The popular diets of today no longer demonise fat, but instead attribute our carb intake as the factor most responsible for weight loss or gain. When we think of carbs, we typically picture a big bowl of pasta or a loaf of bread, but really, the term is much more diverse and complex than that.
What is a Carb?
Carbohydrates are sugars, starches and fibres found in fruits, grains, vegetables, syrups, milk products and more, which are broken down during digestion to create glucose. This glucose is then absorbed into the bloodstream to fuel our bodies.
Carbohydrates are one of the three macronutrients, with the other two being proteins and fats.
What are the different types of carbohydrates?
Simple Starchy Carbohydrates
Simple carbohydrates have a ‘simple’ molecular structure and are made up of 1-2 sugar molecules.
Simple sugars that are found in foods like:
- Sucrose (table sugar)
- Fructose (found in fruit)
- Lactose (found in milk)
Complex Starchy Carbohydrates
Complex carbohydrates are also made up of sugars, but the sugar molecules are strung together to form longer, more complex chains. Complex starchy carbohydrates include whole grains, peas and beans, in which are rich in vitamins, minerals and fibre.
Often complex starchy carbs are refined, meaning that machinery has been used to remove the high fibre components (the bran and the germ) of the grain. When a complex carb is refined, it loses it complex structure and thus loses all properties that made it a healthy choice. Instead, it takes on the properties of a simple starchy carbohydrate and is processed by the body in the same way.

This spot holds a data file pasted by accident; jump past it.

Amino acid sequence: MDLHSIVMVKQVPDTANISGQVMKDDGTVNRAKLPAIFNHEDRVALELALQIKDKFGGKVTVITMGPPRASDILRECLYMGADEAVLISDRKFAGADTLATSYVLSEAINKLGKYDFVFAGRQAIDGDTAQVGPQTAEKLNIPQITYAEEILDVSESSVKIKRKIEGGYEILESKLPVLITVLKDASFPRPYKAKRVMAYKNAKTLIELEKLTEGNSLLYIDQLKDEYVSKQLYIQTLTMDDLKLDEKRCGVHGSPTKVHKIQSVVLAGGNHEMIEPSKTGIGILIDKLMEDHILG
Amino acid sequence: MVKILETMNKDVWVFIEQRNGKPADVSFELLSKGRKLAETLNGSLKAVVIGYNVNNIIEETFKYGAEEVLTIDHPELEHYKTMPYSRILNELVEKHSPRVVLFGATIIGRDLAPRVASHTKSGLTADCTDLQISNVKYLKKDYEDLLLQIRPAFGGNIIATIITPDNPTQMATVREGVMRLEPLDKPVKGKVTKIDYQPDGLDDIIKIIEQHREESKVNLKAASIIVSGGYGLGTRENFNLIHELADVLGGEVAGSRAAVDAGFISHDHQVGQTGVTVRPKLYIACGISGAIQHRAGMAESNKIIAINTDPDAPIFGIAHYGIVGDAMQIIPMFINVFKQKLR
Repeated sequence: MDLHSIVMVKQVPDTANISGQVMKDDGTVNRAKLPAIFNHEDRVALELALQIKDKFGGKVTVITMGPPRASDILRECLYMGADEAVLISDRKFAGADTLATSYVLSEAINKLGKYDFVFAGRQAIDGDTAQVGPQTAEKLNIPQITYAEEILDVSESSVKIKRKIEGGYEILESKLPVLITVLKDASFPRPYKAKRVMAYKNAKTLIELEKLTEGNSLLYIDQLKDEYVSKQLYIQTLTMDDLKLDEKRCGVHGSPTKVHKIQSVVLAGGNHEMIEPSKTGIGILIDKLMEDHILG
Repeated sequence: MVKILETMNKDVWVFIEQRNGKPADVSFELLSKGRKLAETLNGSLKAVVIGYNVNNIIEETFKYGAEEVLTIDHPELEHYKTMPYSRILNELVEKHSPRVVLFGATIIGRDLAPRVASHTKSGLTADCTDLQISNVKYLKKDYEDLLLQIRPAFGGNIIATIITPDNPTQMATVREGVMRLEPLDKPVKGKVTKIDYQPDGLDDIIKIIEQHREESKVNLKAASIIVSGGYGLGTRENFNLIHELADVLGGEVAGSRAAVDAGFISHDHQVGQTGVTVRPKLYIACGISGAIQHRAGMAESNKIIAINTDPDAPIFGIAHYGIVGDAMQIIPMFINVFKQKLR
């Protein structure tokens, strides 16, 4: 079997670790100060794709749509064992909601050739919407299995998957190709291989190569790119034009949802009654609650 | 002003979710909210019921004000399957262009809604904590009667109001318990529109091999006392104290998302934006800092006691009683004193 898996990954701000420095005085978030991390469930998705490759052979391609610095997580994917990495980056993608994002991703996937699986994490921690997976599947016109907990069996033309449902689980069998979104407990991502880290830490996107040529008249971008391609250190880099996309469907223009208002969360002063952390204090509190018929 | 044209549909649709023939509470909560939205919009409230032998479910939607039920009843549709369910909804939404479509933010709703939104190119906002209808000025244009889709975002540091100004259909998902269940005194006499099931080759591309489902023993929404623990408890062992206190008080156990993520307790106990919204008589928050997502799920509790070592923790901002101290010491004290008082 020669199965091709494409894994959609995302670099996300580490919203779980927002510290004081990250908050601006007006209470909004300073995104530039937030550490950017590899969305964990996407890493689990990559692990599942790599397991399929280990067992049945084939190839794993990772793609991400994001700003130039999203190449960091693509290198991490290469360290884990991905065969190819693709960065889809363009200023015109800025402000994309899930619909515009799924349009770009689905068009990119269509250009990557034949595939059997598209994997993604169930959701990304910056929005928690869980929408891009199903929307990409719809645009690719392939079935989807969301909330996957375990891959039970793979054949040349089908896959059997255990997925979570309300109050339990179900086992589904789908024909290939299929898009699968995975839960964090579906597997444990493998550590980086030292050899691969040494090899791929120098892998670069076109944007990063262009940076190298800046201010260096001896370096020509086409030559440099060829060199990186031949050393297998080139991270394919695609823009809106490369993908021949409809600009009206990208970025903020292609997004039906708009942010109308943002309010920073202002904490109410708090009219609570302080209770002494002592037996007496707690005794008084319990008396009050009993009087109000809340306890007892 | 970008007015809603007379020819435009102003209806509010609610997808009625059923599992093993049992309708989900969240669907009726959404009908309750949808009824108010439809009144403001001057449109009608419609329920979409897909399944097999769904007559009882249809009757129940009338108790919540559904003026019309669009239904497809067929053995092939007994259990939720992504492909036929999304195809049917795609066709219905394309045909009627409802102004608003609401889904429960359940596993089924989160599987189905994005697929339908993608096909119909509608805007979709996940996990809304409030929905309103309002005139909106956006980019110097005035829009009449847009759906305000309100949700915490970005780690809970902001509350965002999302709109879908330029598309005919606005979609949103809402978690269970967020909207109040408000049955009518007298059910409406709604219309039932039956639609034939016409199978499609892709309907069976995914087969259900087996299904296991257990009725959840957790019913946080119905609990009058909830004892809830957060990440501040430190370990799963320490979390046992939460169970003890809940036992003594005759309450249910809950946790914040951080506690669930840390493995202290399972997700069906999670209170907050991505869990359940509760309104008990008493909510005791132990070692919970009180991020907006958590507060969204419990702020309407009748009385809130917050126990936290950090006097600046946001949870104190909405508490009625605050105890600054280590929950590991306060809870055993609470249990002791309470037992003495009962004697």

White rice, white flour, white bread, sugary cereals, pasta, noodles and pretty much all foods made from white flour are all examples of refined carbohydrates. For this reason, ‘wholegrain’ foods such as brown rice and wholemeal flour are deemed the more healthy option.
Complex Fibrous Carbohydrates
Fibrous carbs are rich sources of vitamins, minerals, phytochemicals and other nutrients, and tend to be green vegetables. Such foods are full of fibre, which is the indigestible portion of plant material. This means that much of the food passes straight through the gut and is not absorbed, thus they are great ‘colon cleansers’ and are essential for keeping the digestive process running well.
What does this mean for my diet?
Knowing more about the food you consume gives you the power to make more informed dietary decisions. If you need to medically reduce your carbohydrate intake or wish to explore a low-carb diet for weight loss, realise the breadth of foods that contain carbohydrates before finalising your meal plan.
What is the Ketogenic Diet?
The increasingly mainstream Ketogenic diet is a high-fat, adequate-protein, and low-carbohydrate eating plan, that seeks to force your body into a metabolic state and therefore burn body fat to generate your energy. This diet holds a similar sentiment to the Atkins diet, in that it urges participants to only consume an ultra-low volume of carbs per day. Whilst many people have lost weight whilst following this diet, the results are often hard to maintain post-diet as your body latches-onto and retains future carbs consumed.
Before commencing a strict diet such as the Ketogenic diet, speak to your doctor, qualified personal trainer, or nutritionist, as extreme eating plans can malnourish or damage your body.